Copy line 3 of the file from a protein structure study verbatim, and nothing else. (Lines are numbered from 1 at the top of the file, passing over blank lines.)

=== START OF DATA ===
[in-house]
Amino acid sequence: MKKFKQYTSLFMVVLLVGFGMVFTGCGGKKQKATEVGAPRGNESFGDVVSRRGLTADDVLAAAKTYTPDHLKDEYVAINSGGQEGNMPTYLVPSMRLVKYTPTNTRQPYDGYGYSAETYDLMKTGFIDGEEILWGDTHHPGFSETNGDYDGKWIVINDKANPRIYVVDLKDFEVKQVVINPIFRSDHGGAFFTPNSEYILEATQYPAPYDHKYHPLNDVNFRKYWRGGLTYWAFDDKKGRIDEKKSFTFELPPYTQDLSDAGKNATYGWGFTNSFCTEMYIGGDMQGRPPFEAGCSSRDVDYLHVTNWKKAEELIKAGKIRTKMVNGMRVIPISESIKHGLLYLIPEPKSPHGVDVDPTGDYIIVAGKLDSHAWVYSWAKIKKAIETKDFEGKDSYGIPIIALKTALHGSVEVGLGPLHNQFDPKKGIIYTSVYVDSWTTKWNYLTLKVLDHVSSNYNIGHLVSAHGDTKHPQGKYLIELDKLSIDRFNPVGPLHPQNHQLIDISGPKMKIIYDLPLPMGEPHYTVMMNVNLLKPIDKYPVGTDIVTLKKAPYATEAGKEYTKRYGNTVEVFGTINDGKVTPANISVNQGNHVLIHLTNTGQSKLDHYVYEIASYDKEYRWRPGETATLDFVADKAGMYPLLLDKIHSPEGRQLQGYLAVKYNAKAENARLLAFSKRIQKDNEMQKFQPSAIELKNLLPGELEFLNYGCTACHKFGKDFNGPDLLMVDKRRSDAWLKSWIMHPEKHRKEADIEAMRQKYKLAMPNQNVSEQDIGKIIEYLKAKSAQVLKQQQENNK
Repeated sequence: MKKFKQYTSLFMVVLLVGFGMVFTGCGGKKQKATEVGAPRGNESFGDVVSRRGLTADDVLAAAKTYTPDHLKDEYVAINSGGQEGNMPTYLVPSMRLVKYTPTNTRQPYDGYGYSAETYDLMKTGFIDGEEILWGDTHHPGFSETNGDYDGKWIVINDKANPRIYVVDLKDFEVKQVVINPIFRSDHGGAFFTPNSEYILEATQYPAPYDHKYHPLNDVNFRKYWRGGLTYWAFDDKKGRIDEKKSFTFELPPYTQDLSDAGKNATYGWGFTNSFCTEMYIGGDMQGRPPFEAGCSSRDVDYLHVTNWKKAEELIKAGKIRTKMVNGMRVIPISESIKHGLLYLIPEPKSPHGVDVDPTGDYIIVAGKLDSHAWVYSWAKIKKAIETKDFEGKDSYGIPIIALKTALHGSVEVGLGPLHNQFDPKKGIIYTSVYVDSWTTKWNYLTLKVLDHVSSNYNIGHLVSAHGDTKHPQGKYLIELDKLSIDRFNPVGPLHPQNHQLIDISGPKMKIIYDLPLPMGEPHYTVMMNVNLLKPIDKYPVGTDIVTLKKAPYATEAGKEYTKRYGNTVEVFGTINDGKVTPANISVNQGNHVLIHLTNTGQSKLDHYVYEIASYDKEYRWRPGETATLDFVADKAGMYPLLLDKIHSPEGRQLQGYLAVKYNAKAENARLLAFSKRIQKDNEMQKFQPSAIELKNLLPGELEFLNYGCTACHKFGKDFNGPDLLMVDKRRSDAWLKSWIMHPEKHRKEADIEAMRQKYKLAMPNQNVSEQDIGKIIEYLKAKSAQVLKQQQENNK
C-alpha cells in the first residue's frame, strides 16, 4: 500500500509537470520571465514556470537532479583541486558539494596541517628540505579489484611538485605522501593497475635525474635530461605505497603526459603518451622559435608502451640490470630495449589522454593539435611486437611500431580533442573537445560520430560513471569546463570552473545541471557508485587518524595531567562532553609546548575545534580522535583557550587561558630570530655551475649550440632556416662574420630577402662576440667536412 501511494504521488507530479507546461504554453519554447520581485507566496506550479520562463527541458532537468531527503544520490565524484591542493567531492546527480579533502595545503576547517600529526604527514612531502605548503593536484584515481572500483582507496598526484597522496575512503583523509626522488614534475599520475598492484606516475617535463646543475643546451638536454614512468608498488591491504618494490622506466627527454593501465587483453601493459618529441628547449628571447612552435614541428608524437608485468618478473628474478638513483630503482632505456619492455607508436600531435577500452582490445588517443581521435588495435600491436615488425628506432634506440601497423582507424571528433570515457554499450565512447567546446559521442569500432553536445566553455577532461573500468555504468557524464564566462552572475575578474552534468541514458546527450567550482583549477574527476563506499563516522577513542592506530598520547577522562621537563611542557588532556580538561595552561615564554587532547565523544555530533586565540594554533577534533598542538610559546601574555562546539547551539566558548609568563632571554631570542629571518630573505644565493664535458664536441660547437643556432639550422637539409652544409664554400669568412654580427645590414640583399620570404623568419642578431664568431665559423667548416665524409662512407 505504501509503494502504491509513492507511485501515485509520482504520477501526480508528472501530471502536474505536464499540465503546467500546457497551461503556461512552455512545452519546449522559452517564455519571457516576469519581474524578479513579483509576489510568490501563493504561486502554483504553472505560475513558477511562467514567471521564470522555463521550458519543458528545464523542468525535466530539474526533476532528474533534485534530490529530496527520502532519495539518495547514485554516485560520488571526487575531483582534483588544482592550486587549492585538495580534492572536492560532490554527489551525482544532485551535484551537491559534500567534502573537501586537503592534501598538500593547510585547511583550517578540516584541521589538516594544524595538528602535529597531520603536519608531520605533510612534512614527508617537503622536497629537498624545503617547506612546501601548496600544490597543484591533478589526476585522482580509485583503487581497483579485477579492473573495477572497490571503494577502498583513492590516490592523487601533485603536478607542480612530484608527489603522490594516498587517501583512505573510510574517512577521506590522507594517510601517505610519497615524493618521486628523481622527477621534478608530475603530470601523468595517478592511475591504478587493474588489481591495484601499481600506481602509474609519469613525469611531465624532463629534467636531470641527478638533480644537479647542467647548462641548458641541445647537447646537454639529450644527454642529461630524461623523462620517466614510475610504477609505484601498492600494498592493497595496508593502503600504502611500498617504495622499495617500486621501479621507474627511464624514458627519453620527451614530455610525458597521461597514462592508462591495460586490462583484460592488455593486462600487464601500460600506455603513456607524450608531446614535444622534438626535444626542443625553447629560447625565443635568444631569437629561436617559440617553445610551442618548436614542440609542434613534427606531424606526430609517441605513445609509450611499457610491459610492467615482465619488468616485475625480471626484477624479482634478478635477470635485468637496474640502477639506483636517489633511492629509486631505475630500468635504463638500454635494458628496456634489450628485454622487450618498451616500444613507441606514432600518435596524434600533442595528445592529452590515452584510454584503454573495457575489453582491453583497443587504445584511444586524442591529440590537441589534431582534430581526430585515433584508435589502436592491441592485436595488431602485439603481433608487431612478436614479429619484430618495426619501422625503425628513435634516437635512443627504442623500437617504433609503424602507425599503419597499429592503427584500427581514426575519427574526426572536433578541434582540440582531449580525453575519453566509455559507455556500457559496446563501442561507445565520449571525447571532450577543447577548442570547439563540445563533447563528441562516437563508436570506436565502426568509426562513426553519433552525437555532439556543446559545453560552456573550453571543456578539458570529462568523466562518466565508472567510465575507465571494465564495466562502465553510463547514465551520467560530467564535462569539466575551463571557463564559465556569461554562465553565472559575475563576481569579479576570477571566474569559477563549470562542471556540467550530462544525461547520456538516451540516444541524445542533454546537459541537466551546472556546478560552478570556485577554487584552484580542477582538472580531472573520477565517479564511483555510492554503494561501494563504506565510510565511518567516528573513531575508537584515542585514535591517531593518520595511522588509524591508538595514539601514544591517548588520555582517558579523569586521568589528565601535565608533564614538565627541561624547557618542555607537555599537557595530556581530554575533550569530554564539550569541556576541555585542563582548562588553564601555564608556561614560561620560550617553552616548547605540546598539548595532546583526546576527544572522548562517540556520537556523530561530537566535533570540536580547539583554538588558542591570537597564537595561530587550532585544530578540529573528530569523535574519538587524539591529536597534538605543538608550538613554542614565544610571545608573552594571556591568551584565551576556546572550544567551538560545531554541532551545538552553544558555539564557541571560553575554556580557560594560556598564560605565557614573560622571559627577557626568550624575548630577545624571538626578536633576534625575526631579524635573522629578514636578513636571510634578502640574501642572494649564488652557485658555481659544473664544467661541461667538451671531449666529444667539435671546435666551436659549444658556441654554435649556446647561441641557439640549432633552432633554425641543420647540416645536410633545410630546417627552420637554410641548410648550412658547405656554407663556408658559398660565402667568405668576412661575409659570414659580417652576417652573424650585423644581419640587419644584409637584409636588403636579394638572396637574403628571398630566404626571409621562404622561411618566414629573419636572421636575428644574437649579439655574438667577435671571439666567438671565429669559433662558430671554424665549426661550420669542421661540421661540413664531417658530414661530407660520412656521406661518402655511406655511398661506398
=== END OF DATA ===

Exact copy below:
Repeated sequence: MKKFKQYTSLFMVVLLVGFGMVFTGCGGKKQKATEVGAPRGNESFGDVVSRRGLTADDVLAAAKTYTPDHLKDEYVAINSGGQEGNMPTYLVPSMRLVKYTPTNTRQPYDGYGYSAETYDLMKTGFIDGEEILWGDTHHPGFSETNGDYDGKWIVINDKANPRIYVVDLKDFEVKQVVINPIFRSDHGGAFFTPNSEYILEATQYPAPYDHKYHPLNDVNFRKYWRGGLTYWAFDDKKGRIDEKKSFTFELPPYTQDLSDAGKNATYGWGFTNSFCTEMYIGGDMQGRPPFEAGCSSRDVDYLHVTNWKKAEELIKAGKIRTKMVNGMRVIPISESIKHGLLYLIPEPKSPHGVDVDPTGDYIIVAGKLDSHAWVYSWAKIKKAIETKDFEGKDSYGIPIIALKTALHGSVEVGLGPLHNQFDPKKGIIYTSVYVDSWTTKWNYLTLKVLDHVSSNYNIGHLVSAHGDTKHPQGKYLIELDKLSIDRFNPVGPLHPQNHQLIDISGPKMKIIYDLPLPMGEPHYTVMMNVNLLKPIDKYPVGTDIVTLKKAPYATEAGKEYTKRYGNTVEVFGTINDGKVTPANISVNQGNHVLIHLTNTGQSKLDHYVYEIASYDKEYRWRPGETATLDFVADKAGMYPLLLDKIHSPEGRQLQGYLAVKYNAKAENARLLAFSKRIQKDNEMQKFQPSAIELKNLLPGELEFLNYGCTACHKFGKDFNGPDLLMVDKRRSDAWLKSWIMHPEKHRKEADIEAMRQKYKLAMPNQNVSEQDIGKIIEYLKAKSAQVLKQQQENNK